Thursday, 11 July 2019
Ceisteanna - Questions - Ceisteanna ar Sonraíodh Uain Dóibh - Priority Questions
The question is around the targets that have been reached and the implementation of the Commission for the Economic Development of Rural Areas, CEDRA, report. There was considerable razzmatazz about the CEDRA report. Much of what is in the report is supported by everyone in the House and across the country because it sets out broad objectives on what needs to be done in rural Ireland. The report looks at the opportunities that exist in rural Ireland. This is something we need to focus on more and more because the places that have the least are the places with the most potential. It requires investment and a particular emphasis. I want to try to tease out with the Minister what progress has been made. As we know, the man who was spearheading the process has stepped to one side for whatever reason - we are not going to get into that today. The core of what CEDRA is about needs to be implemented. If it is implemented, then we will be moving forward.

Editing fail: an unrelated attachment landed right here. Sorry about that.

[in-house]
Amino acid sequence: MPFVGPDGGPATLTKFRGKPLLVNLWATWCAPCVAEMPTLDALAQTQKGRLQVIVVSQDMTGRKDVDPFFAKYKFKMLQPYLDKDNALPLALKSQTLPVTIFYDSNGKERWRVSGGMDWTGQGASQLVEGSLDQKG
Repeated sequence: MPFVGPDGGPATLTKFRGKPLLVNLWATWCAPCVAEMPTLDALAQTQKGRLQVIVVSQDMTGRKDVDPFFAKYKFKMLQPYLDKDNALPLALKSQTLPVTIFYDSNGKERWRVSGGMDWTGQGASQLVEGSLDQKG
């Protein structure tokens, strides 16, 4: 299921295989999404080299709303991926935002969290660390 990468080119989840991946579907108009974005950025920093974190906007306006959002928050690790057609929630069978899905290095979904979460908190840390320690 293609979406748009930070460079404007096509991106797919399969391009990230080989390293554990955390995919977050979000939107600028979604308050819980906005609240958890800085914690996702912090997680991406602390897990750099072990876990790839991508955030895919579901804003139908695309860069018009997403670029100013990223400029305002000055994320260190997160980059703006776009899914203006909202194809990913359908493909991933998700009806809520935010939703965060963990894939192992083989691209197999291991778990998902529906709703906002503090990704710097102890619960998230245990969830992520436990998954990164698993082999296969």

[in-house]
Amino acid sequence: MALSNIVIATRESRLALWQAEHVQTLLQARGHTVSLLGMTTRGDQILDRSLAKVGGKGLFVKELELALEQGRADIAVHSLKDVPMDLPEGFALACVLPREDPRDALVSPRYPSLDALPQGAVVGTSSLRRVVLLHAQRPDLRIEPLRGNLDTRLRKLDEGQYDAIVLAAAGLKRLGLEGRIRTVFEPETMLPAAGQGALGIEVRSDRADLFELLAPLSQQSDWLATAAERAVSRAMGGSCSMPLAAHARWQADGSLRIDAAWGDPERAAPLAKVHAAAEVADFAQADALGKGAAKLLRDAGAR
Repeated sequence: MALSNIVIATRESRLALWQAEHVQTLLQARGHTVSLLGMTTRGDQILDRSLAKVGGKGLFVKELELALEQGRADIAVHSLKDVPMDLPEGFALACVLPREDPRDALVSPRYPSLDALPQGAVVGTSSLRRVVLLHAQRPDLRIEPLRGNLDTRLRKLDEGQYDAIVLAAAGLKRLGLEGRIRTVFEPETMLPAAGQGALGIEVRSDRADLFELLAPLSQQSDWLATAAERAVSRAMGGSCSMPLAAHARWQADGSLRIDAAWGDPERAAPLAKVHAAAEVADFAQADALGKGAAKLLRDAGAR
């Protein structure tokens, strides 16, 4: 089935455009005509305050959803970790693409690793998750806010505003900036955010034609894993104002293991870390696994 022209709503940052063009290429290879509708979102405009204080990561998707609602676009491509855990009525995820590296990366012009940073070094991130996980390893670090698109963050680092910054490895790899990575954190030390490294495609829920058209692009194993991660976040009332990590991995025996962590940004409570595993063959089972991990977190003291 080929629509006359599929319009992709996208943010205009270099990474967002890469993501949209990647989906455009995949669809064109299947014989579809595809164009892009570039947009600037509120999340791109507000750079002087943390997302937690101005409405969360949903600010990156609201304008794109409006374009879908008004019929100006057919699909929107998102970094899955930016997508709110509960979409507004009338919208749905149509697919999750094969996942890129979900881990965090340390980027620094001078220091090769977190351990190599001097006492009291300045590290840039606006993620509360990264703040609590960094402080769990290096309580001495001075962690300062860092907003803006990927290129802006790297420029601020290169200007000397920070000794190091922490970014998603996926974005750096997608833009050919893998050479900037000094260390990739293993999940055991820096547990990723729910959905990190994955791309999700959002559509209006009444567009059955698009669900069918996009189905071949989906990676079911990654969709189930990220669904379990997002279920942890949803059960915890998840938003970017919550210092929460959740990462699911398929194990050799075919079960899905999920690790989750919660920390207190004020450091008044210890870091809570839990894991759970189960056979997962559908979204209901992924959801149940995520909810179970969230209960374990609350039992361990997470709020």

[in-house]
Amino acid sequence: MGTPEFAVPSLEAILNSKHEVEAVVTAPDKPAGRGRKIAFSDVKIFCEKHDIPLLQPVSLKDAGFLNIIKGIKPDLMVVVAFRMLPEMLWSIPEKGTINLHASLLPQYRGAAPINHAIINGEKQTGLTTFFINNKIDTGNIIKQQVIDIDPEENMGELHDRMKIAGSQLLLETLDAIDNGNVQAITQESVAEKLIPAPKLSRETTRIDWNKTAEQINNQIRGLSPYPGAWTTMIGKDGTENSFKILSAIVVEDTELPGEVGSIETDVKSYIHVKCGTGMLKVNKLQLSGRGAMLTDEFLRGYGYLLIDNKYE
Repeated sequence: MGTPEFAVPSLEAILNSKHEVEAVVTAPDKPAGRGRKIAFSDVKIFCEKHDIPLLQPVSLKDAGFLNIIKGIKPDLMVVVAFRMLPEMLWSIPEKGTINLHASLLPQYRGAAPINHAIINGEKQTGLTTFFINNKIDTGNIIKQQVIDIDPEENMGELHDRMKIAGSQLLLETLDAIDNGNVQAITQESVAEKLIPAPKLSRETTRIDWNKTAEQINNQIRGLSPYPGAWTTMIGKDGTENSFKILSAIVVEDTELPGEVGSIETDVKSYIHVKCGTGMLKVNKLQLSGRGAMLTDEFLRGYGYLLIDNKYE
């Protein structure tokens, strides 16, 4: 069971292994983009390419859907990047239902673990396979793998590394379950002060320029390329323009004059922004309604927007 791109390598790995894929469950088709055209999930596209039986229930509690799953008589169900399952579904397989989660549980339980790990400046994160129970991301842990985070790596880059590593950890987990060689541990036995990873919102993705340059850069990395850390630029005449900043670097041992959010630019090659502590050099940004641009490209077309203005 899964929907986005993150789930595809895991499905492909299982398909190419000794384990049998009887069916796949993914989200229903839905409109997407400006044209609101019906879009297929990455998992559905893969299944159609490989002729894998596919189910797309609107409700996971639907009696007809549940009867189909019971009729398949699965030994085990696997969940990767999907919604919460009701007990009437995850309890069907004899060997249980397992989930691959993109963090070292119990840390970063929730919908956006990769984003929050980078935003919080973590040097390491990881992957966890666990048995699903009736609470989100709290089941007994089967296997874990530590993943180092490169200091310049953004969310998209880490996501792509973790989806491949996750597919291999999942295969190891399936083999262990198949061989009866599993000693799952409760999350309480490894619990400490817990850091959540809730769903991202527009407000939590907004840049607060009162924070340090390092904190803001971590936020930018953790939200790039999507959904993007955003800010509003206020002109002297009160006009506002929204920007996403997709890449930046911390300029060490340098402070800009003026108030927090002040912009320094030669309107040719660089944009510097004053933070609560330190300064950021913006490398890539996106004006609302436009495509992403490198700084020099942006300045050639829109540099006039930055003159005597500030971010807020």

I thank the Deputy for the question. The Commission for the Economic Development of Rural Areas was established in November 2012 as an independent expert group to examine and report on the medium-term economic development of rural Ireland to 2025. The CEDRA report was published in April 2014. The priority recommendation made by CEDRA was the need for a joined-up approach to rural development across Government led by a Cabinet Minister. The 2016 document, A Programme for a Partnership Government, included a commitment to appoint a Minister and Department to provide greater political co-ordination of the work of other Departments in relevant areas that impact rural Ireland. The assignment of these responsibilities initially to the Minister for Arts, Heritage, Regional, Rural and Gaeltacht Affairs in May 2016 and the establishment of the dedicated Department of Rural and Community Development in July 2017, as well as my appointment as Minister, have addressed this priority recommendation of CEDRA.